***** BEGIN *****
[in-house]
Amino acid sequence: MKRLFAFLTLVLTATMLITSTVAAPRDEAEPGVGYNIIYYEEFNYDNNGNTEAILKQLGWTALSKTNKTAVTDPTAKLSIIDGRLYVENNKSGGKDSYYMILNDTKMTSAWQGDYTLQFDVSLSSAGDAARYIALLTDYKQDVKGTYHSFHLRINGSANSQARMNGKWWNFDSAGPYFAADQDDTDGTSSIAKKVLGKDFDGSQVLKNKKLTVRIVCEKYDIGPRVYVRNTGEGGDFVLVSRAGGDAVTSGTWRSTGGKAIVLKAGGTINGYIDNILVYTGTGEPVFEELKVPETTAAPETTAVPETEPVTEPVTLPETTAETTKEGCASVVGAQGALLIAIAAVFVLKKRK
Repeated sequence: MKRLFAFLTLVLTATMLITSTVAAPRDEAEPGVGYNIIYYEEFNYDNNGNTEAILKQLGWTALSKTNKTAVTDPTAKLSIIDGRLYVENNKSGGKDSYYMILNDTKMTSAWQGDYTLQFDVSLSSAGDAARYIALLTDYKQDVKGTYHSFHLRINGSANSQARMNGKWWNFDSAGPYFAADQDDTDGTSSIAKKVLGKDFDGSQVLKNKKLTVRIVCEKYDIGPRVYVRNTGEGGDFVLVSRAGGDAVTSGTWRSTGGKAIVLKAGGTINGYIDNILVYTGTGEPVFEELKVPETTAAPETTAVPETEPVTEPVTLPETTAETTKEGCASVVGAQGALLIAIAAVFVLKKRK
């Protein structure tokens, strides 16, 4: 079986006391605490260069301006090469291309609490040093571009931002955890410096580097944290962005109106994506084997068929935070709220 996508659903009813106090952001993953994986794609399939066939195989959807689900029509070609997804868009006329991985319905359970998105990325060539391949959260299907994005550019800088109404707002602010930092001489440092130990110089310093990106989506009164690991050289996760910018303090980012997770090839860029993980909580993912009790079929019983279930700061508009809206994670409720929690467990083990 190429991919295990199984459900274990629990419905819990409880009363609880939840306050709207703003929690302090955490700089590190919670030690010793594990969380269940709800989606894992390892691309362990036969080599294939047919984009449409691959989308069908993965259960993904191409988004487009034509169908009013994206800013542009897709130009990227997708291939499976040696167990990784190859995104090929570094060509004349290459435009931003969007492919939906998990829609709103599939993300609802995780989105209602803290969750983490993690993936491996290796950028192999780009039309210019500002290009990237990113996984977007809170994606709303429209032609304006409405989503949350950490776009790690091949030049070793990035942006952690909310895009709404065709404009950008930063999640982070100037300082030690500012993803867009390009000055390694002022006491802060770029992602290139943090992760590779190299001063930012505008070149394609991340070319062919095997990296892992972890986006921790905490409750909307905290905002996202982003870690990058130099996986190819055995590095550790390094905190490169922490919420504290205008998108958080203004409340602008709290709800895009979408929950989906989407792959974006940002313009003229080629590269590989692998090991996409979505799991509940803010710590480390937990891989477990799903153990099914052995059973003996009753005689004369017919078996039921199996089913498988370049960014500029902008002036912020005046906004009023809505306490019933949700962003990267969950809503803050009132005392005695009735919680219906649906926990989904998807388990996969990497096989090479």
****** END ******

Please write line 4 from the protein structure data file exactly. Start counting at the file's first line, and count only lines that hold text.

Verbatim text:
């Protein structure tokens, strides 16, 4: 079986006391605490260069301006090469291309609490040093571009931002955890410096580097944290962005109106994506084997068929935070709220 996508659903009813106090952001993953994986794609399939066939195989959807689900029509070609997804868009006329991985319905359970998105990325060539391949959260299907994005550019800088109404707002602010930092001489440092130990110089310093990106989506009164690991050289996760910018303090980012997770090839860029993980909580993912009790079929019983279930700061508009809206994670409720929690467990083990 190429991919295990199984459900274990629990419905819990409880009363609880939840306050709207703003929690302090955490700089590190919670030690010793594990969380269940709800989606894992390892691309362990036969080599294939047919984009449409691959989308069908993965259960993904191409988004487009034509169908009013994206800013542009897709130009990227997708291939499976040696167990990784190859995104090929570094060509004349290459435009931003969007492919939906998990829609709103599939993300609802995780989105209602803290969750983490993690993936491996290796950028192999780009039309210019500002290009990237990113996984977007809170994606709303429209032609304006409405989503949350950490776009790690091949030049070793990035942006952690909310895009709404065709404009950008930063999640982070100037300082030690500012993803867009390009000055390694002022006491802060770029992602290139943090992760590779190299001063930012505008070149394609991340070319062919095997990296892992972890986006921790905490409750909307905290905002996202982003870690990058130099996986190819055995590095550790390094905190490169922490919420504290205008998108958080203004409340602008709290709800895009979408929950989906989407792959974006940002313009003229080629590269590989692998090991996409979505799991509940803010710590480390937990891989477990799903153990099914052995059973003996009753005689004369017919078996039921199996089913498988370049960014500029902008002036912020005046906004009023809505306490019933949700962003990267969950809503803050009132005392005695009735919680219906649906926990989904998807388990996969990497096989090479």